I ended up at the front office of the YWCA at MAP – My Aunt’s Place – a shelter in the community – and the first call I made I was able to speak to a woman and she said: ‘Yes, there’s a space available.’ I needed a space. I was starting out. I had nothing. I had a backpack. I’d left everything back where I come from and was starting over from scratch.

They welcomed me in, and I utilized every service they had there, which was a lot.

My healing journey kind of took off from there. I was able to stay for a month there… My Aunt’s Place, and utilizing the services at the YWCA, was a steppingstone.

I wasn’t on the streets. I didn’t have to resort to what a lot of women had to survive on the streets, especially with the amount of women that are going missing nowadays – what we’re facing with First Nations women, and women in general, the vulnerable sector. They’re facing violence and they’re facing a lot of really scary things on the street and I didn’t have to do that.

Who knows what would have happened if I didn’t have that support; if I didn’t have a safe and warm place to be? If I didn’t have that supportive environment when I was so vulnerable? It really let me grow and be myself. Be angry when I had to be angry. Be sad when I wanted to be sad. Be happy and they celebrated alongside of me. In every milestone of my sobriety, they were there, and they celebrated it with me.

It was just a good environment to grow in, to feel like I could grow and be safe and not feel like I’m pressured to do anything. I was just able to advance on my own timing. I wasn’t pressured or felt like I needed to do something every single day. If I needed to take a day off, I took a day off. It was a healthy environment… If I had a bad day I could just go into the office and say: ‘Listen, this is what I’m going through. I just need to vent, or I need to see a doctor. I need to see a dentist.’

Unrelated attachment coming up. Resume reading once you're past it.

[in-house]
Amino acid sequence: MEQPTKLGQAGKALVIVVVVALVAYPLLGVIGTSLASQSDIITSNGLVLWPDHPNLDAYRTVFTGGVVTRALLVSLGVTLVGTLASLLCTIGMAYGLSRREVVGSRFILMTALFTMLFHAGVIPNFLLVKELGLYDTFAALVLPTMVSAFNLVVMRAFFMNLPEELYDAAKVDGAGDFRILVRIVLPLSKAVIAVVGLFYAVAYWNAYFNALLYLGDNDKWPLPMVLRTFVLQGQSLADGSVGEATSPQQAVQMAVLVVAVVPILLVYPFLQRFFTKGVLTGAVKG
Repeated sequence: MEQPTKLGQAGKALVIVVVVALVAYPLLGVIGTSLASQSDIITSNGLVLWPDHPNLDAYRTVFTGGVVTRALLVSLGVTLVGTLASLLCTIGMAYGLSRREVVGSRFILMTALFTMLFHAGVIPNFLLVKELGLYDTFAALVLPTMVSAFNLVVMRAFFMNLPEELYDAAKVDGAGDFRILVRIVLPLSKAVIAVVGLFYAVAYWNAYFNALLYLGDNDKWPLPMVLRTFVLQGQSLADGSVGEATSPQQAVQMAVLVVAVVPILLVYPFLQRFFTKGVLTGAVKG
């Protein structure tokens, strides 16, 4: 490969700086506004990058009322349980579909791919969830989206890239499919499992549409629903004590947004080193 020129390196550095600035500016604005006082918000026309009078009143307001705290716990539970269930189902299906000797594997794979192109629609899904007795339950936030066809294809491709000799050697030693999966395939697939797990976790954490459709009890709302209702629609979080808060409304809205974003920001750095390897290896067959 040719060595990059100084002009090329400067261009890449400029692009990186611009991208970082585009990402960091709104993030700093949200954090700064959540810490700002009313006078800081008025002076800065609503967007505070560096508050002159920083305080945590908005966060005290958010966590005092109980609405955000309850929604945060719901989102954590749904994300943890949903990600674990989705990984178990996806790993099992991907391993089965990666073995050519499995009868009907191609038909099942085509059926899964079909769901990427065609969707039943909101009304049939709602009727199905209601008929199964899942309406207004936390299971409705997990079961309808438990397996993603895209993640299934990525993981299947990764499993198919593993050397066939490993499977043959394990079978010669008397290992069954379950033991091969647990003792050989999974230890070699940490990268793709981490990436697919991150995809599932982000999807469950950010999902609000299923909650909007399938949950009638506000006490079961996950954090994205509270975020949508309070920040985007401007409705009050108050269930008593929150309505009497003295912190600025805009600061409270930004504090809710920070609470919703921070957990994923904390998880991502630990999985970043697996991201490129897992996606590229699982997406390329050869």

And then they helped me get a place and apartment.

They continued to support me while I was in the community getting started… They didn’t just let me go out the door and say: ‘See you later.’ They were there continuously until I felt strong enough where I didn’t need their services anymore.

Four years later I’m working at the Y – same place that I had got the steppingstone from.

If I can give hope to somebody else, to anybody, to one person, then I’ve done my job. I fulfilled my purpose here… And that’s rewarding being able to help somebody… so it is part of my healing journey really to be able to help and give back… Being able to connect with these women, and them reflecting back at me where I’ve been and how far I’ve come, is humbling.

I’m just forever grateful for the YWCA. I can’t say enough good things about it… It’s an environment where I can grow professionally and personally. Supportive environment to work there, and being able to serve, and being able to help other women, there’s nothing better than to see someone grow, and that’s what the YWCA offers your community.